The case went to the House of Lords but Lord Denning’s comments in the Court of Appeal concerning the role of counsel remain apposite.

Lord Denning MR said  (p501),

[The role of the barrister]

As an advocate [the barrister] is a minister of justice equally with the judge. He has a monopoly of audience in the higher courts[1]. No one save he can address the judge, unless it be a litigant in person. This carries with it a corresponding responsibility. A barrister cannot pick or choose his clients. He is bound to accept a brief for any man who comes before the courts. No matter how great a rascal the man may be. No matter how given to complaining. No matter how undeserving or unpopular his cause. The barrister must defend him to the end. Provided only that he is paid a proper fee, or in the case of a dock brief, a nominal fee. He must accept the brief and do all he honourably can on behalf of his client. I say “all he honourably can” because his duty is not only to his client. He has a duty to the court which is paramount. It is a mistake to suppose that he is the mouthpiece of his client to say what he wants: or his tool to do what he directs. He is none of these things. He owes allegiance to a higher cause. It is the cause of truth and justice. He must not consciously mis-state the facts. He must not knowingly conceal the truth. He must not unjustly make a charge of fraud, that is, without evidence to support it. He must produce all the relevant authorities, even those that are against him. He must see that his client discloses, if ordered, the relevant documents, even those that are fatal to his case. He must disregard the most specific instructions of his client, if they conflict with his duty to the court.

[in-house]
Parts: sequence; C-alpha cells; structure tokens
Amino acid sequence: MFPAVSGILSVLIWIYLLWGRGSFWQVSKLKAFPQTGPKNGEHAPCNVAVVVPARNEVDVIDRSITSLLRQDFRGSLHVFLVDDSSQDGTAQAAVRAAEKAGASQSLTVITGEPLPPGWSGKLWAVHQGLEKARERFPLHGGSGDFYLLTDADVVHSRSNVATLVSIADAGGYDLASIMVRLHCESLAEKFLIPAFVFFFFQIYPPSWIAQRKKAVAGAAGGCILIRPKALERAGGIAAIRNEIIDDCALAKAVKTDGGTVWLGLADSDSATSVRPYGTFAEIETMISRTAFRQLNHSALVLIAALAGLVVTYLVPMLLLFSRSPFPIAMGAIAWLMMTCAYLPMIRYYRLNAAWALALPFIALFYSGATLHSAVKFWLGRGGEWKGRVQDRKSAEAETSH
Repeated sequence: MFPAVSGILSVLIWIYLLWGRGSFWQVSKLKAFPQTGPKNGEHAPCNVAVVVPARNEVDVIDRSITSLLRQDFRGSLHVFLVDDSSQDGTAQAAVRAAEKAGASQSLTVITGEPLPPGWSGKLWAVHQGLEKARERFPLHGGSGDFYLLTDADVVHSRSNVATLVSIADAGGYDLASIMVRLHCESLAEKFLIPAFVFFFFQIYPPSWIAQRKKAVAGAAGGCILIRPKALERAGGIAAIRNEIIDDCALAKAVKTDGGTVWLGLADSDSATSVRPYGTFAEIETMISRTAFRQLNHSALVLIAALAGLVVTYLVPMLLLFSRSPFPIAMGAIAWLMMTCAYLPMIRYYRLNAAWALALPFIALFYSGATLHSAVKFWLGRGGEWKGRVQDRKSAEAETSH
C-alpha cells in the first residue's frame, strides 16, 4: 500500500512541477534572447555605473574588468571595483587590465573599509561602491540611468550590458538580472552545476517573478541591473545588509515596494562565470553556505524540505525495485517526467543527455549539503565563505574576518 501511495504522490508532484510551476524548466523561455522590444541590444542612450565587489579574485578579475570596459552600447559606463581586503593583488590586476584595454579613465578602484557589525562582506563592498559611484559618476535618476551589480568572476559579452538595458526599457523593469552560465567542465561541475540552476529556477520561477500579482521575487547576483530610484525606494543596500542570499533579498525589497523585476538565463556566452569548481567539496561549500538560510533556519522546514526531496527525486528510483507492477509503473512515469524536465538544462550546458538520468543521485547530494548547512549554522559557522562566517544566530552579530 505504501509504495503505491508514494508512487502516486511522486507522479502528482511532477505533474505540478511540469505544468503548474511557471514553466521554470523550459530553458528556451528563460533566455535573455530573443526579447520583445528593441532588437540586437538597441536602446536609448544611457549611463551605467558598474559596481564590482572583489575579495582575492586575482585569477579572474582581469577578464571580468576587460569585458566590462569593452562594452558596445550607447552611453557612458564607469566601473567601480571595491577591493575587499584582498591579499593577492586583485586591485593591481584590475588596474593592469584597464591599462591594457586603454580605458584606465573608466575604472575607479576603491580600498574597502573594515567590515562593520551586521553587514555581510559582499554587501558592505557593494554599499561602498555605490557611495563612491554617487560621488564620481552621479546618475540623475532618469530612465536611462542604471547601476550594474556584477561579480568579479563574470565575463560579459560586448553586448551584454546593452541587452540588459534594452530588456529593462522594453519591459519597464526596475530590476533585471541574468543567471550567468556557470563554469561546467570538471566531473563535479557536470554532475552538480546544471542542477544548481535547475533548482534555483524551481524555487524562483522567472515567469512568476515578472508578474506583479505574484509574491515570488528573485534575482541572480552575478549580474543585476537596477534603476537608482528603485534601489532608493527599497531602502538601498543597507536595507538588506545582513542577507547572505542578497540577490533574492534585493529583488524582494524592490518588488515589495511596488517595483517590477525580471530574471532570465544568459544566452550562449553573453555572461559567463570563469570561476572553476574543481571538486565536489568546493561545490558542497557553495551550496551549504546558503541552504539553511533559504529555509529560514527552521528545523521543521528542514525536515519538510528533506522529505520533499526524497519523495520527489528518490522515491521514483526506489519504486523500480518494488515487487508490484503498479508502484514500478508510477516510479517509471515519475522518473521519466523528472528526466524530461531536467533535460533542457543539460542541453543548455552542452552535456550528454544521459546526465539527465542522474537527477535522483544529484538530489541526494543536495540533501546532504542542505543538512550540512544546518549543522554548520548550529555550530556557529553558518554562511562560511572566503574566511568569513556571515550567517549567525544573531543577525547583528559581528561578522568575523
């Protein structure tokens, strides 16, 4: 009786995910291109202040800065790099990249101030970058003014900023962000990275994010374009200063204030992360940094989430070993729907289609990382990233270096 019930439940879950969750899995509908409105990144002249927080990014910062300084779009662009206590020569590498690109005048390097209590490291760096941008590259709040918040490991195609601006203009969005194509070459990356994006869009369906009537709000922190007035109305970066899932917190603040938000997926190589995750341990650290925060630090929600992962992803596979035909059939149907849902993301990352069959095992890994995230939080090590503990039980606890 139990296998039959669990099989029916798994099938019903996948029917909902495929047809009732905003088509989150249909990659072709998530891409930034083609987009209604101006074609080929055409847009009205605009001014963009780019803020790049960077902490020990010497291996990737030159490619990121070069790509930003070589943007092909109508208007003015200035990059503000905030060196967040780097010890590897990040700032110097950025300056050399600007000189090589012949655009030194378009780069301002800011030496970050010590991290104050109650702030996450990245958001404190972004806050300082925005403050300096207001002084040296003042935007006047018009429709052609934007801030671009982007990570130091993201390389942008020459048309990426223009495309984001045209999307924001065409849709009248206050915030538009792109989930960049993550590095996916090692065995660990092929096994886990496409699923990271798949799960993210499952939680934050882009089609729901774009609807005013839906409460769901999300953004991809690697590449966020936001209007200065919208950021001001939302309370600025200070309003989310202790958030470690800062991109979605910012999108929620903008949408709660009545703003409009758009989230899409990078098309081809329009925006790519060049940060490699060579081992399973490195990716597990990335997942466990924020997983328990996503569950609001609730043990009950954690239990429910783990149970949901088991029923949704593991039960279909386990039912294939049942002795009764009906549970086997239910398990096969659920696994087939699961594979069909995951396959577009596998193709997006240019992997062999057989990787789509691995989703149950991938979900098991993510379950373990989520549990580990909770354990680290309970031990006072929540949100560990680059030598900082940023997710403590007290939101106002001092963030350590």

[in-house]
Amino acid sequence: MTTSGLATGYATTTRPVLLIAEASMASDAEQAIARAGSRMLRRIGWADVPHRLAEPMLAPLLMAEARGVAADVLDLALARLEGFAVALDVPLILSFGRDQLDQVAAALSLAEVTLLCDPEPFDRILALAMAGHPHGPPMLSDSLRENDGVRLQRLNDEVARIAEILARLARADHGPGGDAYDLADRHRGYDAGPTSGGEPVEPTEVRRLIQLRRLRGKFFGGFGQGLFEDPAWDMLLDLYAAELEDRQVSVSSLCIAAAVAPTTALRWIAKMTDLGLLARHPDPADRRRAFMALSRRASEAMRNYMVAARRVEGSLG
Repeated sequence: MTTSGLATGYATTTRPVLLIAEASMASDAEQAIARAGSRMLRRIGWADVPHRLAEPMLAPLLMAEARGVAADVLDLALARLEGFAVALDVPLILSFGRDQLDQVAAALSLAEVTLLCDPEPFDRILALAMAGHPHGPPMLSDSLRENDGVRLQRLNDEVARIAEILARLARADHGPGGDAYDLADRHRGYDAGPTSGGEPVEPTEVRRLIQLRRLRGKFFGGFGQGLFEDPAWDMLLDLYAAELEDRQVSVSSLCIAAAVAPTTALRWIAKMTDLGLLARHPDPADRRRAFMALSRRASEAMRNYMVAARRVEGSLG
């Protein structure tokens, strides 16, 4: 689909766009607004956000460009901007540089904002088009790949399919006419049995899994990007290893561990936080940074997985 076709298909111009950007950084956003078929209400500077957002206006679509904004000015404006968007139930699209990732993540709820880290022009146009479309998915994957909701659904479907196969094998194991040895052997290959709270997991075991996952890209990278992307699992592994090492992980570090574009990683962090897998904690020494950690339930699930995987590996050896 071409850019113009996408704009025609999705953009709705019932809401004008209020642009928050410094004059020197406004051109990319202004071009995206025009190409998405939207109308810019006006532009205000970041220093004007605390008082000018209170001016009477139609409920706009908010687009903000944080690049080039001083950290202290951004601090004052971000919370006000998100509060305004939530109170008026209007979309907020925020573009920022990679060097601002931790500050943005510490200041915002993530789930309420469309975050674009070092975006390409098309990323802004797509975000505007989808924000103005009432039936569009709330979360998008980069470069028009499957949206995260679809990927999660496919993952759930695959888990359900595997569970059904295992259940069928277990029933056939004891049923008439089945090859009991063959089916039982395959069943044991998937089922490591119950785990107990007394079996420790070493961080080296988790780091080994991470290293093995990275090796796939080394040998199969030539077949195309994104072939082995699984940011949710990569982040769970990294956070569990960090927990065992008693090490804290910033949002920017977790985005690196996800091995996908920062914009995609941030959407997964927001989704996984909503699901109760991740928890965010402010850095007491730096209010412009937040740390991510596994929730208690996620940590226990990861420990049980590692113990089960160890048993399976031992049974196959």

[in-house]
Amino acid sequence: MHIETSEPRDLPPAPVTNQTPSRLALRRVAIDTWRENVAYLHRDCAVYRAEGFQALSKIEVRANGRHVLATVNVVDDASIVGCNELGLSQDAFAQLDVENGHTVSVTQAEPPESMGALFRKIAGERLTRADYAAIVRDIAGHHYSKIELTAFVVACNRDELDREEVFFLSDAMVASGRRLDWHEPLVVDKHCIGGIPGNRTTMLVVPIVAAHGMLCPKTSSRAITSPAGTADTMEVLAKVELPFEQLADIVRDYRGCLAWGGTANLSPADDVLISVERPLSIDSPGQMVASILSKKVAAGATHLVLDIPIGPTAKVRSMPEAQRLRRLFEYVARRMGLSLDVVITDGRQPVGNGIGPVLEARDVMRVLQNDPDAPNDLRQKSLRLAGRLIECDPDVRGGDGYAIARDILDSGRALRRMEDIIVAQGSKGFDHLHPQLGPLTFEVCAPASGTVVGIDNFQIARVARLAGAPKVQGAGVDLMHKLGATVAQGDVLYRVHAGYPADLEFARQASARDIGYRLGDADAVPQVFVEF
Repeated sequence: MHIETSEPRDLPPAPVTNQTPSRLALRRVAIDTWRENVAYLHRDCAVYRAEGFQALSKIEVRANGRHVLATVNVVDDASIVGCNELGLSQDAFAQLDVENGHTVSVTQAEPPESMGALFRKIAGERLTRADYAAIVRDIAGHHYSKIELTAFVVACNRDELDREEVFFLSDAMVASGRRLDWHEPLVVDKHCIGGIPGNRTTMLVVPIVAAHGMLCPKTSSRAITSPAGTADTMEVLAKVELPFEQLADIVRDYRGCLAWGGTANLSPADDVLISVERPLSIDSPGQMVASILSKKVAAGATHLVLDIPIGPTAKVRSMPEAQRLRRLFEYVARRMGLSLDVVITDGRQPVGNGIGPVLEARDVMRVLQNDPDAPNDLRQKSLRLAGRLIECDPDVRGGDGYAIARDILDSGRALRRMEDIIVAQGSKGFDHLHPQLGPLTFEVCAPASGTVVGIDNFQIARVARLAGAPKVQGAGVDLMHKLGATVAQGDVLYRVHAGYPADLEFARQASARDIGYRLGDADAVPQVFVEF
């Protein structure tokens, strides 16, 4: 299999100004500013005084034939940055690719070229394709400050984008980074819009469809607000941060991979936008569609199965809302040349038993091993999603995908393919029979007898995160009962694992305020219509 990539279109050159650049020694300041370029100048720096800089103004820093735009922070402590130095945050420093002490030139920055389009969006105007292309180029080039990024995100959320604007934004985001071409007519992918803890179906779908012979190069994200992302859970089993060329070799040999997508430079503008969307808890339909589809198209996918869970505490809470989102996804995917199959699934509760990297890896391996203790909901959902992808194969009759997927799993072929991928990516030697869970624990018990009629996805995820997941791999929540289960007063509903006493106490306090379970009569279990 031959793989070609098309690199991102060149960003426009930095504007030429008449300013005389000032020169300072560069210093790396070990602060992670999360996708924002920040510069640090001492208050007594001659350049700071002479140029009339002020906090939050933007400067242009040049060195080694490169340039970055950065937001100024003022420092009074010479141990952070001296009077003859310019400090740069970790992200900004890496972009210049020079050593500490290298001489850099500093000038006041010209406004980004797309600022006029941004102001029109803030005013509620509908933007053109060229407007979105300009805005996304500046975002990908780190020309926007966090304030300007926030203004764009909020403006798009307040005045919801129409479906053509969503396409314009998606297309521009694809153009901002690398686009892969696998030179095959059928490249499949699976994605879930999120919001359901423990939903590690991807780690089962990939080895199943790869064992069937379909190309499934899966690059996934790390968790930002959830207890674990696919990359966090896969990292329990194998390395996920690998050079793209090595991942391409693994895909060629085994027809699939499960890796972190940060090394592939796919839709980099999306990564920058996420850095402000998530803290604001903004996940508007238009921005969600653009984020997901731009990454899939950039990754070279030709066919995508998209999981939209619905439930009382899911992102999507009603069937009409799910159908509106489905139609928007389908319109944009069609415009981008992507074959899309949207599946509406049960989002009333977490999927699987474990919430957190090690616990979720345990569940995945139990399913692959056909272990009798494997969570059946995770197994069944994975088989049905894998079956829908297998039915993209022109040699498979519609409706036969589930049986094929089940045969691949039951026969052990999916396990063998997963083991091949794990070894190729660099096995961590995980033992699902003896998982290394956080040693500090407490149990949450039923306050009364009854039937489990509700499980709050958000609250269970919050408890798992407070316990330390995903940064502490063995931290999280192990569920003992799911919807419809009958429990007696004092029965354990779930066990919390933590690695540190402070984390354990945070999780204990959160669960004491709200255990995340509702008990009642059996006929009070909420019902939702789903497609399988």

[The Code of Conduct]

“The code which requires a barrister to do all this is not a code of law. It is a code of honour. If he breaks it, he is offending against the rules of the profession[2] and is subject to its discipline […] . Such being his duty to the court, the barrister must be able to do it fearlessly. He has time and time again to choose between his duty to his client and his duty to the court. This is a conflict often difficult to resolve: and he should not be under pressure to decide it wrongly. .. If a barrister is to be able to do his duty fearlessly and independently, he must not be subject to the threat of an action for negligence.”

[1] This is no longer true.

[2] See now s.176 (1) of the Legal Services Act 2007.

Edited for ease of reading.

This reading is of historic interest. The BSB Code of Conduct (contained in the BSB Handbook) now governs the ethical behaviour of barristers.